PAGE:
Are we getting closer to another strike in Hollywood? It seems plausible now that Screen Actors Guild president Alan Rosenberg has told Daily Variety it’s unlikely the guild and the major producers will strike a deal by June 30, the date the guild’s contract is set to expire. More, he admitted that guild leadership would decide by next week whether to ask SAG members for strike authorization—it would need approval from 75 percent of them.
“We have not decided to go ahead on a strike authorization, but if we do, we’ll have to fairly soon,” he said. “And we can certainly work past the expiration date while we’re still negotiating.” The voting procedure would take several weeks to complete, he noted.
At issue is whether producers can use actors’ clips on the Web without permission, a measure they argue will help curtail Internet piracy. Traditionally, actors have reserved the right to approve the use of their clips.
Mr. Rosenberg said SAG’s negotiating process has been slowed ever since the American Federation of Television and Radio Artists struck a three-year deal with production companies on May 28. At the time, the New York Times’ Michael Cieply reported that SAG “would not simply accept the same terms as other unions,” and since then, the guild has taken a strong stance against AFTRA’s ratification of the deal. AFTRA has in turn come out against SAG for interfering, highlighting “breakthroughs” it had achieved like “more than 10-percent improvement for working actor compensation over the course of the contract; gains in overtime and schedule breaks; a 10-percent increase in the major role minimum; coverage for new-media programs with a payment structure similar to that in the DGA and WGA deals; preservation of performers consent for online clip use; and access to employers’ transaction data, including contract information and license agreements,” according to Daily Variety.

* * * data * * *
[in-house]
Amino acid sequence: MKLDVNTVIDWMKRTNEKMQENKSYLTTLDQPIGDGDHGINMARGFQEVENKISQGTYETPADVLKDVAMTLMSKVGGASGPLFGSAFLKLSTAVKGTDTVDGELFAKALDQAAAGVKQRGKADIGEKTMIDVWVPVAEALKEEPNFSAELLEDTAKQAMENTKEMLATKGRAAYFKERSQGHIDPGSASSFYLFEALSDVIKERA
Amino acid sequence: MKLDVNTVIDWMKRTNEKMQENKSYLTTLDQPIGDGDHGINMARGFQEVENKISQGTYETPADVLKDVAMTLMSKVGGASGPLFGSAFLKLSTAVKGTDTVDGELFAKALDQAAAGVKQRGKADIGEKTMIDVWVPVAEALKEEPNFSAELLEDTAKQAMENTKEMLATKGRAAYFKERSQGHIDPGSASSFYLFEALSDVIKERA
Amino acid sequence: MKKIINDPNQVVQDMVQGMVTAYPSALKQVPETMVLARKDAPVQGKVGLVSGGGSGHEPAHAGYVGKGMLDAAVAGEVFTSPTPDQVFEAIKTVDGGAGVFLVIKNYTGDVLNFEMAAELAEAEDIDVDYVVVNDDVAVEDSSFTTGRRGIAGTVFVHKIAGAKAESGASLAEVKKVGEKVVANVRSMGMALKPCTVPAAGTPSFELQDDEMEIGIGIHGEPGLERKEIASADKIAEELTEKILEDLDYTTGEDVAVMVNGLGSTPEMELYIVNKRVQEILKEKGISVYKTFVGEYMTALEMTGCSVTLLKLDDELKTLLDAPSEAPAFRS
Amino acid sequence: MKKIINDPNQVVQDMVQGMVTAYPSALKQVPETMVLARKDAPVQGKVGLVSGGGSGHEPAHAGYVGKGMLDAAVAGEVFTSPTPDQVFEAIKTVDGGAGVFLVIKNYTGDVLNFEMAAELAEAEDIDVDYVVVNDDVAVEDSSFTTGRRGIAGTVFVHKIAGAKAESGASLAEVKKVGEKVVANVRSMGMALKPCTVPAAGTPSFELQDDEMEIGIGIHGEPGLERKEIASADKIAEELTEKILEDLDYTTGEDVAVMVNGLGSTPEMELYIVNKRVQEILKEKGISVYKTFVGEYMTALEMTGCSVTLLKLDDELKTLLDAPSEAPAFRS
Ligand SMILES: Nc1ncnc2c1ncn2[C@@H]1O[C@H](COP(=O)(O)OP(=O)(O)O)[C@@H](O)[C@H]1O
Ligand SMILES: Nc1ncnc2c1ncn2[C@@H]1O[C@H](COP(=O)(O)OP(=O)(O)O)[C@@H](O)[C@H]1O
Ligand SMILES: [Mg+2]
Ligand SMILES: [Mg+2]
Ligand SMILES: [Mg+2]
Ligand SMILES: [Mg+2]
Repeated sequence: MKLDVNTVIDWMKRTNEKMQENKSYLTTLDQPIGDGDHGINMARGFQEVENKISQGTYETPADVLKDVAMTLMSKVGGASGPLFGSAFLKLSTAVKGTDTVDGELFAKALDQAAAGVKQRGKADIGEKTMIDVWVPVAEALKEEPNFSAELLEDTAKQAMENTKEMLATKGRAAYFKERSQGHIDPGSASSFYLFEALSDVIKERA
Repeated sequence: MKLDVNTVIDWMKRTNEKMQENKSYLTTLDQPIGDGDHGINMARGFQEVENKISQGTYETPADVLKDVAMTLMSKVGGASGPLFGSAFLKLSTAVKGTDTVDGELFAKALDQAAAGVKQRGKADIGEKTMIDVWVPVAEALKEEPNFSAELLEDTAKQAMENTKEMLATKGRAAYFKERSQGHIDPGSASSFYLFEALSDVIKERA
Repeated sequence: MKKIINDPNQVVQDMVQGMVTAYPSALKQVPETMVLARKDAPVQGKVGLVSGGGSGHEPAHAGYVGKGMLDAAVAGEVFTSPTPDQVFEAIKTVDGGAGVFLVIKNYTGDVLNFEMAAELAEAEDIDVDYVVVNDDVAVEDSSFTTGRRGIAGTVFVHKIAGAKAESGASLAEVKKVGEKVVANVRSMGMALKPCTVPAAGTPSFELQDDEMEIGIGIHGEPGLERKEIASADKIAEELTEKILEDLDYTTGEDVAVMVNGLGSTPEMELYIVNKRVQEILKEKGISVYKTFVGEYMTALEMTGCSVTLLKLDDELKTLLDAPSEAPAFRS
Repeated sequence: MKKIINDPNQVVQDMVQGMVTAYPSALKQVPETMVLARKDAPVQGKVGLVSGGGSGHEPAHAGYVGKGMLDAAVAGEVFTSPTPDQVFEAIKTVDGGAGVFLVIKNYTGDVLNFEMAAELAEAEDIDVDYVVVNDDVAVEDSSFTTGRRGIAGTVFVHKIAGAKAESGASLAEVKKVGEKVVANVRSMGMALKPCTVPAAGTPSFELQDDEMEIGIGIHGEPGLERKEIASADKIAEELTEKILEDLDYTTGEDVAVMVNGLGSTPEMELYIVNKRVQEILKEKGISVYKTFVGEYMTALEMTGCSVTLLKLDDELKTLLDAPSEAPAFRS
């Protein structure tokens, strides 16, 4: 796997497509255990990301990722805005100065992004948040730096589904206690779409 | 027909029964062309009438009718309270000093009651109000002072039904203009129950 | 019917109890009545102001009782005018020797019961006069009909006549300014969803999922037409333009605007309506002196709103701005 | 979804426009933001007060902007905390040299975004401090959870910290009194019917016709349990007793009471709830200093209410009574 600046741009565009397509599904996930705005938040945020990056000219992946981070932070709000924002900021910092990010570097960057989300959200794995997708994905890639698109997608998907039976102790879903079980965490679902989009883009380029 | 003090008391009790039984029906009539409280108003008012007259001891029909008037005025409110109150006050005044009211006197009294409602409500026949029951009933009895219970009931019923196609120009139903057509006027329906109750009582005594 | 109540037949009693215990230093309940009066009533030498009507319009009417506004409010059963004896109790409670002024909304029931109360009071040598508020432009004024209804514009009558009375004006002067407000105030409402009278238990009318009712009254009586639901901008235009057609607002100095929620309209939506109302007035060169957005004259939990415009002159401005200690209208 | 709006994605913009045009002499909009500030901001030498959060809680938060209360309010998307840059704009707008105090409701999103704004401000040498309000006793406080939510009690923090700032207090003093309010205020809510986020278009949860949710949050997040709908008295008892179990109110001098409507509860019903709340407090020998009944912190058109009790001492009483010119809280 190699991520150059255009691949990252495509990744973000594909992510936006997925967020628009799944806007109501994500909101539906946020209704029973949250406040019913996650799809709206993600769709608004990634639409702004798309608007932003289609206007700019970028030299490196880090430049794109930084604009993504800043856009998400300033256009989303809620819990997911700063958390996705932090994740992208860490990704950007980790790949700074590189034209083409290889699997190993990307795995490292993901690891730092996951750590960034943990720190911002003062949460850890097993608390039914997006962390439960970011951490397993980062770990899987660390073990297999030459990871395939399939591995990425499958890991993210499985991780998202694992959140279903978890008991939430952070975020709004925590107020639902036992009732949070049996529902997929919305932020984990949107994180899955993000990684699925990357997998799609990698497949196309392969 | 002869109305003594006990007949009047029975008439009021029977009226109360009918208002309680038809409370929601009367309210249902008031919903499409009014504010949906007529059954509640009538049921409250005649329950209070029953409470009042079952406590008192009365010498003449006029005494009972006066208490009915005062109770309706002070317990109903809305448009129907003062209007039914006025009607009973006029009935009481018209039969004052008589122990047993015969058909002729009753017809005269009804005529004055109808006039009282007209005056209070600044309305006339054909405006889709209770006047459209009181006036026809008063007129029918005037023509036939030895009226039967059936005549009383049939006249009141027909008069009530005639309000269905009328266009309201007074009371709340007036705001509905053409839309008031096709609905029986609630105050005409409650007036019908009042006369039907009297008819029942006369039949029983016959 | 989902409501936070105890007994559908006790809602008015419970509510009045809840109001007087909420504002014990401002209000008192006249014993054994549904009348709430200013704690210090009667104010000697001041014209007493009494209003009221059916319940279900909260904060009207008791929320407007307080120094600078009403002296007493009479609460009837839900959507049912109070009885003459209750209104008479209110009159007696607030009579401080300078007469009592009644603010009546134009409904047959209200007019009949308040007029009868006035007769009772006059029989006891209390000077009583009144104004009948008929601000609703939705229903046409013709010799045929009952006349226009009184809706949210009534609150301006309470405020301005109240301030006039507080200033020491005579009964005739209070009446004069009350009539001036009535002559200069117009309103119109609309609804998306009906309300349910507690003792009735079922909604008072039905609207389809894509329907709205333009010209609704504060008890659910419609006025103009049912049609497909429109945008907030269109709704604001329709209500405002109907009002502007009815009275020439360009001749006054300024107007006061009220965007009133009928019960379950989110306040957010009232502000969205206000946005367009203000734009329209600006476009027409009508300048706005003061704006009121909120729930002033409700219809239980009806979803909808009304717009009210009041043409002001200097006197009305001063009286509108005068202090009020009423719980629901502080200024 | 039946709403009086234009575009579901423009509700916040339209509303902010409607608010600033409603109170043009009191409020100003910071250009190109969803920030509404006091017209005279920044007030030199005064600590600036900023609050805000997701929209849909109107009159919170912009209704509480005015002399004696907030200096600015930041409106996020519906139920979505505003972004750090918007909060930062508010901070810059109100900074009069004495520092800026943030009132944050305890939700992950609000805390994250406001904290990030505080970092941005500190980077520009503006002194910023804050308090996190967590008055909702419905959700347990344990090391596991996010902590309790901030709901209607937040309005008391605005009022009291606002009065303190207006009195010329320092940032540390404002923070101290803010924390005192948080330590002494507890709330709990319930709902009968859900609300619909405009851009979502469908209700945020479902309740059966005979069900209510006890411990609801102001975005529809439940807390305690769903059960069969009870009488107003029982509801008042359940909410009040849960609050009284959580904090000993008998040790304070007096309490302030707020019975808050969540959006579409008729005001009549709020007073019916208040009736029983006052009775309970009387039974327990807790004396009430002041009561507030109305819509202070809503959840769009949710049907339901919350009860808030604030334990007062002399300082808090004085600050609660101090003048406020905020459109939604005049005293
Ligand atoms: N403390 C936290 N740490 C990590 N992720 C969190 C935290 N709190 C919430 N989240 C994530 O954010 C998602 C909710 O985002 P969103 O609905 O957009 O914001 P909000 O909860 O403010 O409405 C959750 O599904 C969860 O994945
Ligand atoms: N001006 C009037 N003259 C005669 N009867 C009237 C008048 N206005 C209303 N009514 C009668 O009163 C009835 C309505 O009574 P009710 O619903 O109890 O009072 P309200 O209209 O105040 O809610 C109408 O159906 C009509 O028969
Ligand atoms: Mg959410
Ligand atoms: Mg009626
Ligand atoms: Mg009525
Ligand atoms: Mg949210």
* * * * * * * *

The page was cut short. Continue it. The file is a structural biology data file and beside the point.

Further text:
But in a letter to guild members this week, Mr. Rosenberg and SAG national executive director Doug Allen wrote: “We have not yet reached the point where either SAG or AFTRA has a deal that meets your needs as professional actors. This is a righteous fight, and we believe that with your support, we will prevail.”